Any consensus will do: The failure to distinguish between 'true' and 'false' consensus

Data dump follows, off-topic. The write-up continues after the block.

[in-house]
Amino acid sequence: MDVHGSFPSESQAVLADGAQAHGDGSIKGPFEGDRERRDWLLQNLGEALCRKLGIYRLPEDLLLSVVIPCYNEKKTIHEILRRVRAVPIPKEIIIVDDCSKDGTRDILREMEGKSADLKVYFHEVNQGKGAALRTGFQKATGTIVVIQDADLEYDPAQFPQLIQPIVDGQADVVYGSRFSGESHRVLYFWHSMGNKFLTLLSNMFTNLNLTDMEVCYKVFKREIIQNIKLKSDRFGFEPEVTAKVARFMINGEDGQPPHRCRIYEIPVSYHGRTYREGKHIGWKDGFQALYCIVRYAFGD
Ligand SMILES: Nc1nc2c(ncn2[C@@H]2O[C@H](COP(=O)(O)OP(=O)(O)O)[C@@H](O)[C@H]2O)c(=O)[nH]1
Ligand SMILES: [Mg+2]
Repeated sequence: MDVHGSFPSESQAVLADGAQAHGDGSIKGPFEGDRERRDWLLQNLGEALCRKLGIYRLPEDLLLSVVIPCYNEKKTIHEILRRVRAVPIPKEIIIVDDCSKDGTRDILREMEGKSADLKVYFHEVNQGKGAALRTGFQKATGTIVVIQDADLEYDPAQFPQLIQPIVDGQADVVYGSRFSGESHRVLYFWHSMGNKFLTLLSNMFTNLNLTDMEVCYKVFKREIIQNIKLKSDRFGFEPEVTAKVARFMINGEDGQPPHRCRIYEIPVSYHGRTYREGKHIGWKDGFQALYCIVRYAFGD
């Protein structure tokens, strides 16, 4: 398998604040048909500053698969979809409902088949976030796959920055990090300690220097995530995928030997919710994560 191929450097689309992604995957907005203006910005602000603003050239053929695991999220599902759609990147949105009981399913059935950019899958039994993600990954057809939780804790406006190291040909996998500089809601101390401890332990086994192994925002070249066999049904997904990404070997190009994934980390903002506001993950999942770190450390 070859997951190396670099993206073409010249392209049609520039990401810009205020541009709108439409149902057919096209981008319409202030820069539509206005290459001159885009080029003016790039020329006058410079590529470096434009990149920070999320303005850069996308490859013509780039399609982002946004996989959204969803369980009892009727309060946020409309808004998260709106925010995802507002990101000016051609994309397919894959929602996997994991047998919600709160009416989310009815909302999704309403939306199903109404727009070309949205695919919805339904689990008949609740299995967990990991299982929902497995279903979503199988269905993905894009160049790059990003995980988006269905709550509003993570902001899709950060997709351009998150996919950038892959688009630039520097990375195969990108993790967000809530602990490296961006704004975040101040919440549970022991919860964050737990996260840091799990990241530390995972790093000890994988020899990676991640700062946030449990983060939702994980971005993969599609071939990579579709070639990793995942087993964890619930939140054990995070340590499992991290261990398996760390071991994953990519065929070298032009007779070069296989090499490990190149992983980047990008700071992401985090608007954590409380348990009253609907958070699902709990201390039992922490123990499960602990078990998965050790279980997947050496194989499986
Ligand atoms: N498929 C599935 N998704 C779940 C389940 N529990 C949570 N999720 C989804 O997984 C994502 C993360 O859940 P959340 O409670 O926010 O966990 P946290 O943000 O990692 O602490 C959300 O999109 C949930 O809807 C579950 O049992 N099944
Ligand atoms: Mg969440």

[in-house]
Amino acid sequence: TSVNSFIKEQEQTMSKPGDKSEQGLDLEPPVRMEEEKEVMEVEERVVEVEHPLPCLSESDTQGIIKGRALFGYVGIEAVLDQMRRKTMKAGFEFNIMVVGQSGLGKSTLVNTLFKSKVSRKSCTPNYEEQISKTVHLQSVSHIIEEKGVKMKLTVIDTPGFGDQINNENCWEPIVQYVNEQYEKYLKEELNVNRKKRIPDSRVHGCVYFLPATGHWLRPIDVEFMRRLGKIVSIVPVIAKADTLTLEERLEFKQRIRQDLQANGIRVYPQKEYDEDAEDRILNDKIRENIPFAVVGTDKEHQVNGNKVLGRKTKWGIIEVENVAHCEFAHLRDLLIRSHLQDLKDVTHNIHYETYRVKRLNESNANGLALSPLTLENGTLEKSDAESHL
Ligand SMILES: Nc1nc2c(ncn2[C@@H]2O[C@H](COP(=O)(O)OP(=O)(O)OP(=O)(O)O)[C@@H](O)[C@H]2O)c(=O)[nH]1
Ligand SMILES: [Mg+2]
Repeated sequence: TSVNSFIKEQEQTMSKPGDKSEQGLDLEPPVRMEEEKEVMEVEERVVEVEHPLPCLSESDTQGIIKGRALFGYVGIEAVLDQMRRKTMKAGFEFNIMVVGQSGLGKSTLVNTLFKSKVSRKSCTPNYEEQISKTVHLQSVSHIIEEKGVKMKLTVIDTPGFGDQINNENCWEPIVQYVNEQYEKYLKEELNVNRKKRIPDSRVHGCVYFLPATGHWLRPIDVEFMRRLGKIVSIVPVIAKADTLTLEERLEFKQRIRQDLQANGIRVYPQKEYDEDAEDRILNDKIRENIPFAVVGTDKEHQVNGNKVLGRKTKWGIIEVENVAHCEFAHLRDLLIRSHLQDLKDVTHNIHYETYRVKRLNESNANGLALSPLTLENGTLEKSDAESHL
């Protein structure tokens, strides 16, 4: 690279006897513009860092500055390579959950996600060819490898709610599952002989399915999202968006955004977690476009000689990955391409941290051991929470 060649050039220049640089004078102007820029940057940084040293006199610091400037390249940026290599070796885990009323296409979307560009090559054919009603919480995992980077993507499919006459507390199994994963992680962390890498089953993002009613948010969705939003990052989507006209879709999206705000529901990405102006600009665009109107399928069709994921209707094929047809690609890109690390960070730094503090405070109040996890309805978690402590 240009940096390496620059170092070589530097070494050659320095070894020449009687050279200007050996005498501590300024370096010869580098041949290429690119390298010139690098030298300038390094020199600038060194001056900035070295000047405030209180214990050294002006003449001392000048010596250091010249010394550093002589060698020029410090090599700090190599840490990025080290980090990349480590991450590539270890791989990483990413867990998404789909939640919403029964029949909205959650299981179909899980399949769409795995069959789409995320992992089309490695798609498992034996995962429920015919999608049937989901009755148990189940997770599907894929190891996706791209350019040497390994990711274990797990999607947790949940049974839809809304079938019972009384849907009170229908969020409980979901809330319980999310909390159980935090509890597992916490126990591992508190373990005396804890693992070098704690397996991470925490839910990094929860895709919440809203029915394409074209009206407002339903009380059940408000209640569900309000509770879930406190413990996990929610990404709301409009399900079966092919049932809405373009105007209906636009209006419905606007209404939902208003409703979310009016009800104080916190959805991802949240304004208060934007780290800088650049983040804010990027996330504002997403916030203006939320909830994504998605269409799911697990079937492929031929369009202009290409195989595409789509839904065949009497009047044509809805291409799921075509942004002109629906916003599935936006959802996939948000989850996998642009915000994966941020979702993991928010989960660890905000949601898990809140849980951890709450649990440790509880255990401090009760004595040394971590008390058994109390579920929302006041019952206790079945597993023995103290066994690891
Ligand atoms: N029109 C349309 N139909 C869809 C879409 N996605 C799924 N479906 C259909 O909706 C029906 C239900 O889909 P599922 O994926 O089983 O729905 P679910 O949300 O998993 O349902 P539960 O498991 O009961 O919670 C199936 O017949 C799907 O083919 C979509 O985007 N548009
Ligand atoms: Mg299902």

AbstractAs we navigate our information-rich world, we frequently interpret and integrate information from external sources (friends, teachers, books, internet articles, etc.) – deciding which pieces of information to believe, and which to discard. One cue to a statement’s trustworthiness is whether it comes from a consensus (i.e., when a majority of people agree). But what counts as consensus? When presented with a set of agreeing sources, do we evaluate the quality of consensus – for example, asking whether each source arrived at their conclusion by independent means? In a first experiment, we demonstrate that individuals are insensitive to the quality of a consensus, and are equally confident in conclusions drawn from a ‘true’ consensus (i.e., one derived from many primary sources) and those drawn from a ‘false’ consensus (i.e., one derived from many secondary sources but only a single primary source). In a second experiment, we find that this continues to be true even when the expertise of the secondary sources is minimized. Together, our experiments provide converging evidence that people do not properly discount (or discount at all) information from a ‘false’ consensus.


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